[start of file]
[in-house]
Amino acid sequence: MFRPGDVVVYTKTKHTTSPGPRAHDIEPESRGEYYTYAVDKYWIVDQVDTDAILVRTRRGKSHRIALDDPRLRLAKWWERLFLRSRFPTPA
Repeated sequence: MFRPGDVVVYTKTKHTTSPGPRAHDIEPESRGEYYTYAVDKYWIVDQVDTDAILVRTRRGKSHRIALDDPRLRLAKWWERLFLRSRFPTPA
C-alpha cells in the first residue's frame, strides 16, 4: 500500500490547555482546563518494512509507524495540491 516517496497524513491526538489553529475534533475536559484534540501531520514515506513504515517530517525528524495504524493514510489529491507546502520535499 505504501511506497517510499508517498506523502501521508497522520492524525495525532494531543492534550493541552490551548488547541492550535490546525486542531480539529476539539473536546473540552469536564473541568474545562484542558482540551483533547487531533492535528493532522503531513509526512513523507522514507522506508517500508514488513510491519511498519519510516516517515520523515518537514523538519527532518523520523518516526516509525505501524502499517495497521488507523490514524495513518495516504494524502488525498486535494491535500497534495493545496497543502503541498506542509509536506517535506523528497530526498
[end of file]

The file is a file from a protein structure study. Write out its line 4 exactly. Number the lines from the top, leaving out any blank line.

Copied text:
C-alpha cells in the first residue's frame, strides 16, 4: 500500500490547555482546563518494512509507524495540491 516517496497524513491526538489553529475534533475536559484534540501531520514515506513504515517530517525528524495504524493514510489529491507546502520535499 505504501511506497517510499508517498506523502501521508497522520492524525495525532494531543492534550493541552490551548488547541492550535490546525486542531480539529476539539473536546473540552469536564473541568474545562484542558482540551483533547487531533492535528493532522503531513509526512513523507522514507522506508517500508514488513510491519511498519519510516516517515520523515518537514523538519527532518523520523518516526516509525505501524502499517495497521488507523490514524495513518495516504494524502488525498486535494491535500497534495493545496497543502503541498506542509509536506517535506523528497530526498